Giant of Anesthesia-Dr. Ted Eger

Edmond I Eger II was born Sept. 3, 1930, in Chicago, the son of an advertising executive. The young Ted Eger received ether anesthesia at ages 6 and 10, experiences that would haunt him and guide him into a career to improve anesthesia care. In both cases, he felt restrained, suffocated, and drawn into a black vortex as consciousness disappeared.

Dr. Eger graduated from Hyde Park High School at the age of 15, having led his school checker team to two consecutive victories in the All-Chicago Checker Championship. He graduated in the lower 20 percent of the class, however, and after his first (and only) day of selling women’s shoes, he resolved to improve his study habits. He enrolled in Roosevelt College and was able to transfer to the University of Illinois one year later, from which he graduated Phi Beta Kappa with a major in chemistry and a minor in mathematics. Later that year, he enrolled in Northwestern Medical School, from which he graduated in 1955. He had expected to pursue a career as a general internist, when an epiphany during an externship directed him to a career in anesthesia instead: assisting with the care of a patient receiving the anesthetic thiopental by infusion, the patient’s breathing gradually slowed and finally stopped, whereupon Eger discovered that he could move air in and out of the patient’s lungs by squeezing the anesthesia breathing bag, thus keeping him alive. This power of controlling a person’s breathing with his hands, coupled with the haunting memory of his own sense of suffocation during anesthesia, inspired him to embark on a career in anesthesiology. He was determined to improve on what he had experienced as a child.

Following a one-year internship at St. Luke’s Hospital in Chicago, Dr. Eger began residency training at the University of Iowa with a new baby and wife, Dollie Ross Eger, in tow (after 25 years of marriage, they divorced in 1983). Under the leadership of Iowa’s Dr. Stuart Cullen, Dr. Eger began publishing his first research papers and also began working with another anesthesia resident, Dr. John Severinghaus, who successfully challenged Dr. Eger’s initial notions about the physiology of uptake and distribution. Dr.  Eger followed him to UCSF to work as his research fellow and spent the next 50 years applying precise mathematical detail to answer the questions that Dr. Severinghaus had posed while they were residents.

Dr. Eger’s research, with numerous collaborators, led to more than 500 peer-reviewed publications, including nine of the 100 most highly cited anesthesia-related publications. His research trainees include the editors-in-chief of Anesthesiology and Anesthesia and Analgesia; two medical school deans; four recipients of the Distinguished Service Award from the American Society of Anesthesiologists; four recipients of the Excellence in Research Award from the American Society of Anesthesiologists; and 24 chairs of departments of Anesthesiology. Dr. Eger has received numerous awards for his research and leadership roles in anesthesia, including the Distinguished Service Award and the Excellence in Research Award from the American Society of Anesthesiology, and is an Elected Fellow of the Royal College of Surgeons, London.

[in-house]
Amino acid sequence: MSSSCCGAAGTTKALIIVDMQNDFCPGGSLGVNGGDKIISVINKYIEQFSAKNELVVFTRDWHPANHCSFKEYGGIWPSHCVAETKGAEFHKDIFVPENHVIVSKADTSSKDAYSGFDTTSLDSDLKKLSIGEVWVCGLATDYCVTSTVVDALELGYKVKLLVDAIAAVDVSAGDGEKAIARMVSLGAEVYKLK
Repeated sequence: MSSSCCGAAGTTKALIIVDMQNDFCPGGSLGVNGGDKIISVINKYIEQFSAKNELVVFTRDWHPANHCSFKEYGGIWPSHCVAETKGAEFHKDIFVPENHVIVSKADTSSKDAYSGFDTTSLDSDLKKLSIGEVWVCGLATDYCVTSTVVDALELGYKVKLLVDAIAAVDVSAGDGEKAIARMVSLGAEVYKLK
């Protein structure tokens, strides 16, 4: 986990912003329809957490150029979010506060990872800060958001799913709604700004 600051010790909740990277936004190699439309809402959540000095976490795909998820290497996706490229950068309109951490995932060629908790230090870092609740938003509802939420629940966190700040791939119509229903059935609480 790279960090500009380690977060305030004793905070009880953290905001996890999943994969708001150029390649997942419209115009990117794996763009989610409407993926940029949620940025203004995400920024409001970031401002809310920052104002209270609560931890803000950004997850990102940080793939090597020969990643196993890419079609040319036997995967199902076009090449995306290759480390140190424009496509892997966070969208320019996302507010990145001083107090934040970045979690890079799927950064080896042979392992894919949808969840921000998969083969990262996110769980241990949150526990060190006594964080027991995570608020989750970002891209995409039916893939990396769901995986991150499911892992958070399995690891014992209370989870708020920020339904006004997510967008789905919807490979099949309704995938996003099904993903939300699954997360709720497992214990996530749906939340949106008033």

Dr. Eger is the author, co-author, or co-editor of seven books. The first, Anesthetic Uptake and Action, published in 1975, remains the definitive description of the principles of anesthetic pharmacology. The last, The Wondrous Story of Anesthesia, edited with Lawrence Saidman and Roderick Westhorpe, provides a definitive history.

Fifty-five years ago, Dr. Eger founded and subsequently supported the Western Anesthesia Residents Conference, an annual meeting hosted by departments of anesthesia located in the western US inviting Anesthesia Residents to present results of their research.  This Conference has thrived and grown over the years to a vibrant annual meeting well-attended by residents, department chairs, and anesthesia research faculty. The conference recently honored Dr. Eger by naming an annual lectureship after him.

Dr. Eger spent his final two decades as an investigator pursuing an answer to how inhaled anesthetics work. This is one of the oldest mysteries in pharmacology, resisting solving by all of the tools of modern molecular biology. Dr. Eger discovered tantalizing clues about how fundamentally different various anesthetics are, while also proving that anesthetics have less person-to-person variability than do other drugs. He showed that modern inhaled anesthetics can anesthetize any animal at doses similar to those in humans, that plants and even the most primitive forms of life, blue-green algae, can be anesthetized. No other drug behaves like this. But despite these clues and decades of work, the puzzle of exactly how anesthetics work remains unsolved.

An avid lover of nature, Dr. Eger hiked throughout the Sierra Nevada and completed the entire John  Muir Trail three times; one of his favorite places was Yosemite’s Half Dome, which he last climbed on his 75th birthday with his entire family. Dr. Eger is survived by his wife of 21 years, Dr. Lynn Spitler; four children, Cris Cadence Waste, Dr. Doreen J. Eger, Edmond Eger III, and Dr. Renee R. Eger; two step- children, Dr. Diane Anderson and Paul Spitler; seven grandchildren, six step-grandchildren, and a half- brother, Larry Eger.

The Ted Eger Memorial Symposium Videos